I just mentioned this dance in a conversation in the comments to the Naam Iruvar clips, because of some similarity in the use of the map here, and the similarity in the map itself, as well as some of the reverential/historical references. But even though I’ve already posted this one in the comments, I thought it might be a good idea to bring it out front. (I also could have sworn I had posted this song to this blog earlier, but when I searched for it, I realized, maybe not…)
I know I’ve talked about this movie before; it was also made in Tamil as Penn and in Hindi as Ladki, and I think all the versions have the same dances (though there may be some more variation in the Hindi version than between the Tamil and Telugu ones – that’s usually the case)… And though some of it might seem a bit silly (especially to someone at Upperstall, who didn’t like Ladki one bit), I think some of the dances are pretty good – especially this one:
By the way, looking at the Vyjayanthimala clip and the Kamala clip in succession again, I realize that they aren’t all that similar, except for a few small things in common. I also am finding it very difficult to compare them in terms of quality. Originally I wrote something about how Kamala was much more impressive at age 11 or 12 in Naam Iruvar than Vayjayanthimala was here at age 17, which might be somewhat true, but Vyjayanthimala is still pretty good here, and no doubt still well beyond her years in ability compared to most (or just better than most in general – that is obvious, goes without saying, etc.).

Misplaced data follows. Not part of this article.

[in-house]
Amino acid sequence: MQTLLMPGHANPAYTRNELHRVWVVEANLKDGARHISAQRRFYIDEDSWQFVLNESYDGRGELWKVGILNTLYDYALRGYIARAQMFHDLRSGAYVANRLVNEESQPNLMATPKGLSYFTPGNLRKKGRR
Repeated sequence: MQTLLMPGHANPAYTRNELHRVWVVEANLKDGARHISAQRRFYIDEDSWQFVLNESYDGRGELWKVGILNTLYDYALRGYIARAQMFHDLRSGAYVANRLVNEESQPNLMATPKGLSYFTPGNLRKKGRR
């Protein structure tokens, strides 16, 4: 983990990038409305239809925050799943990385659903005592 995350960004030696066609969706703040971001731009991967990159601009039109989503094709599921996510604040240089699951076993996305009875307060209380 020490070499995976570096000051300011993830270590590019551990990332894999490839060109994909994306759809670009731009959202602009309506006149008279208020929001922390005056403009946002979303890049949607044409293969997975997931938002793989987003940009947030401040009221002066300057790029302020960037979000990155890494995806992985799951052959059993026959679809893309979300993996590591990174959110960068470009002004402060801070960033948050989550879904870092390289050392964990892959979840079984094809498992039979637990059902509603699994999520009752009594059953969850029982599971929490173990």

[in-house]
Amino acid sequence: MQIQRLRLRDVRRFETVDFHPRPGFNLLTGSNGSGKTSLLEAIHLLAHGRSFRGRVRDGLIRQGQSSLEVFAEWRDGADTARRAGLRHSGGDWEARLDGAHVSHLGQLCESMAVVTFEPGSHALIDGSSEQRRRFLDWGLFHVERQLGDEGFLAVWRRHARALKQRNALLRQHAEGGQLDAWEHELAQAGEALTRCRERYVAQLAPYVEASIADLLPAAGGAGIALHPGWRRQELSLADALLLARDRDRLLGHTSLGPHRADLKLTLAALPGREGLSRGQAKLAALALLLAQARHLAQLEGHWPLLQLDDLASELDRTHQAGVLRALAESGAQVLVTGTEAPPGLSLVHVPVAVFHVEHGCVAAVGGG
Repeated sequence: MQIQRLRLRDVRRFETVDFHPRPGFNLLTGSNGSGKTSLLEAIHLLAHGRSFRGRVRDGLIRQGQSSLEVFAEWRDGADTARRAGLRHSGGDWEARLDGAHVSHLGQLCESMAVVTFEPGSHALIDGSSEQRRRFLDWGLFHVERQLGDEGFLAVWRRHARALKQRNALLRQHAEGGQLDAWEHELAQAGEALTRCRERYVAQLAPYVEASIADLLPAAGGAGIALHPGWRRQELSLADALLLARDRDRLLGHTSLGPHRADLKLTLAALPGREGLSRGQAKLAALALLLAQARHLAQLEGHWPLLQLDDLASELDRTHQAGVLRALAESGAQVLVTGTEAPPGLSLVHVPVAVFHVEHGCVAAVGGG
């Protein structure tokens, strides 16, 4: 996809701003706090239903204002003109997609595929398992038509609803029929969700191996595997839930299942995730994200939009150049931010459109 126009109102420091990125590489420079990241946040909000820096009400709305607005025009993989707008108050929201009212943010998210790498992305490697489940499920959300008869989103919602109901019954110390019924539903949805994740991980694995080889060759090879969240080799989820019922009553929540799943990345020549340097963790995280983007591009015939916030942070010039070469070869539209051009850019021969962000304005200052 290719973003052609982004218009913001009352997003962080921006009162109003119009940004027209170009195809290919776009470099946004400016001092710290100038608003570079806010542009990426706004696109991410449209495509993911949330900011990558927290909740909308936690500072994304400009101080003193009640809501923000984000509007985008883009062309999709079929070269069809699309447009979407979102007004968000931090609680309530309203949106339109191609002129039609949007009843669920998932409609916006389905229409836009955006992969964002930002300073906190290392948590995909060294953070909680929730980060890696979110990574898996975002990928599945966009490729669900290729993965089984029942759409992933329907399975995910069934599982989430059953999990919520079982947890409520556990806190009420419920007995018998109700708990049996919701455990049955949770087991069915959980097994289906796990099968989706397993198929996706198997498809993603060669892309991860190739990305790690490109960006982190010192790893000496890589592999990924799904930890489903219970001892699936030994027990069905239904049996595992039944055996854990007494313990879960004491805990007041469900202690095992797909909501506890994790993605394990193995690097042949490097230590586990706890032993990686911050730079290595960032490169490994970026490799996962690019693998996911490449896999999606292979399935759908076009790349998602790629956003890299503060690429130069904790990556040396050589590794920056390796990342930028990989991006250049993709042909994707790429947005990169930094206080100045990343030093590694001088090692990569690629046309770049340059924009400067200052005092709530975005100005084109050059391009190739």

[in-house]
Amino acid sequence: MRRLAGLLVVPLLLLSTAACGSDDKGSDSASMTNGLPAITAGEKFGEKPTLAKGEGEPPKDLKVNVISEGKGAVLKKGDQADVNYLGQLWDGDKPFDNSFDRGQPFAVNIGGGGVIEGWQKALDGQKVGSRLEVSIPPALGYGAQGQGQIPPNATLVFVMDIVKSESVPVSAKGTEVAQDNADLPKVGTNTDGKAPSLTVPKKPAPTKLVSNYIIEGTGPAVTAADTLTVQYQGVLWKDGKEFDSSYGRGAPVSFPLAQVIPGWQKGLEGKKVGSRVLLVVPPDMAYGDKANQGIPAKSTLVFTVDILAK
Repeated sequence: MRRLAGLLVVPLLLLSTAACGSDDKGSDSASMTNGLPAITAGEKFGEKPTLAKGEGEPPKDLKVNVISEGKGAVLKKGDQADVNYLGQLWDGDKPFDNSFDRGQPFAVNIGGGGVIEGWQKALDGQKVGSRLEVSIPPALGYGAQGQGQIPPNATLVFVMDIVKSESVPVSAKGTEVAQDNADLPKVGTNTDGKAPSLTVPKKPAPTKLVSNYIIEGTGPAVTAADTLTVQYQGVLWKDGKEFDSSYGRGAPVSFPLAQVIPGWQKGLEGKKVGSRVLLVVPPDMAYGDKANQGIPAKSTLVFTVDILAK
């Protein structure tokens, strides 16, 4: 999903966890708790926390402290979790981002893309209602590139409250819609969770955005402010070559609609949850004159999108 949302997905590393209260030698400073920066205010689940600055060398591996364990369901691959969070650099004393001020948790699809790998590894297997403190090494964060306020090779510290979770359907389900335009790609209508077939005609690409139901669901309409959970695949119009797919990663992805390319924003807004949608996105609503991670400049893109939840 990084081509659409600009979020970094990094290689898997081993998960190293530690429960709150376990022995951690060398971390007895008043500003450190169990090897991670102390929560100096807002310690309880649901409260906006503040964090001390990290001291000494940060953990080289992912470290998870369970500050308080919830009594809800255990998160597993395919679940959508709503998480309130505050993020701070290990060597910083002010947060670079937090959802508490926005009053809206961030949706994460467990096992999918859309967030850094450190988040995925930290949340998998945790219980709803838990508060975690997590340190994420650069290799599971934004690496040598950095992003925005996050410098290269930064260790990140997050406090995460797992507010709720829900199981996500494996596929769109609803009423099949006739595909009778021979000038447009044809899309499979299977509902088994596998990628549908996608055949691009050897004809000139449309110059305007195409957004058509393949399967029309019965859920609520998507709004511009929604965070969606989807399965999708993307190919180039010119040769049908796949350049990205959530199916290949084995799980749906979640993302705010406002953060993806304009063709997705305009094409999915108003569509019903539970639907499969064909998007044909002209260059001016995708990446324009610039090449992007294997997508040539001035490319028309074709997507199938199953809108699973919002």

The Naam Iruvar dances are great historic classics, and this dance here is from one of Vyjayanthimala’s lesser films. Plus, there is indeed too much silliness and cuteness throughout much of this. But the bharatanatyam performance in the final part is truly a pleasure to watch. I wish that part could have gone on for longer, and I wish there were more Vyjayanthimala dances over the years that showed her doing straight bharatanatyam. (That is what she herself, interestingly, seems most proud of now, judging by relatively recent interviews, and by her desire to be remembered as a bharatanatyam dancer apart from her film career. Following up on a conversation in some other comments section recently, I do think that most of these dancing film stars who had been trained as classical dancers remained most proud of their more genuinely classical work.)